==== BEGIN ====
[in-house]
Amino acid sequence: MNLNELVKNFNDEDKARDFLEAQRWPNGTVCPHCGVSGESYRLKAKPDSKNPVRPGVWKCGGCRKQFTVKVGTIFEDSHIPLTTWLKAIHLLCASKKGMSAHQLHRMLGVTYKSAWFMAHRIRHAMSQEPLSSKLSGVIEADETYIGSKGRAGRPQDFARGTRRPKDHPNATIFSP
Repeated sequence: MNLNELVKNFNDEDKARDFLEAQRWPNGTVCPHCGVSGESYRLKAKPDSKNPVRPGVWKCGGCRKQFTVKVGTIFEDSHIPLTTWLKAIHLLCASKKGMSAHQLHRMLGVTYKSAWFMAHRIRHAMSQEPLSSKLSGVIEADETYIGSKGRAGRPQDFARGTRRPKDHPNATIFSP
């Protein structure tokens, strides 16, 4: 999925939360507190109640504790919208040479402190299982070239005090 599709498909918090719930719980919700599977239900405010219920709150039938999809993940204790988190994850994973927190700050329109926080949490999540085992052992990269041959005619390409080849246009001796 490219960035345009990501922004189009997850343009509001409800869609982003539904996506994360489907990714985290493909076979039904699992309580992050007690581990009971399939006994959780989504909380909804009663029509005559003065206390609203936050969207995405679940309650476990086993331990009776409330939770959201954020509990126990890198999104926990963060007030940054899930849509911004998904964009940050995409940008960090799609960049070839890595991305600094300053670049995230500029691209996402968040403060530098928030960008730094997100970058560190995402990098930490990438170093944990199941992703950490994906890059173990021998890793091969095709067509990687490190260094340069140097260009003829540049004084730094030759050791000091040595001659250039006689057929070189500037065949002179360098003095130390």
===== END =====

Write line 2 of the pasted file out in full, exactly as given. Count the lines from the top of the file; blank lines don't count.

Amino acid sequence: MNLNELVKNFNDEDKARDFLEAQRWPNGTVCPHCGVSGESYRLKAKPDSKNPVRPGVWKCGGCRKQFTVKVGTIFEDSHIPLTTWLKAIHLLCASKKGMSAHQLHRMLGVTYKSAWFMAHRIRHAMSQEPLSSKLSGVIEADETYIGSKGRAGRPQDFARGTRRPKDHPNATIFSP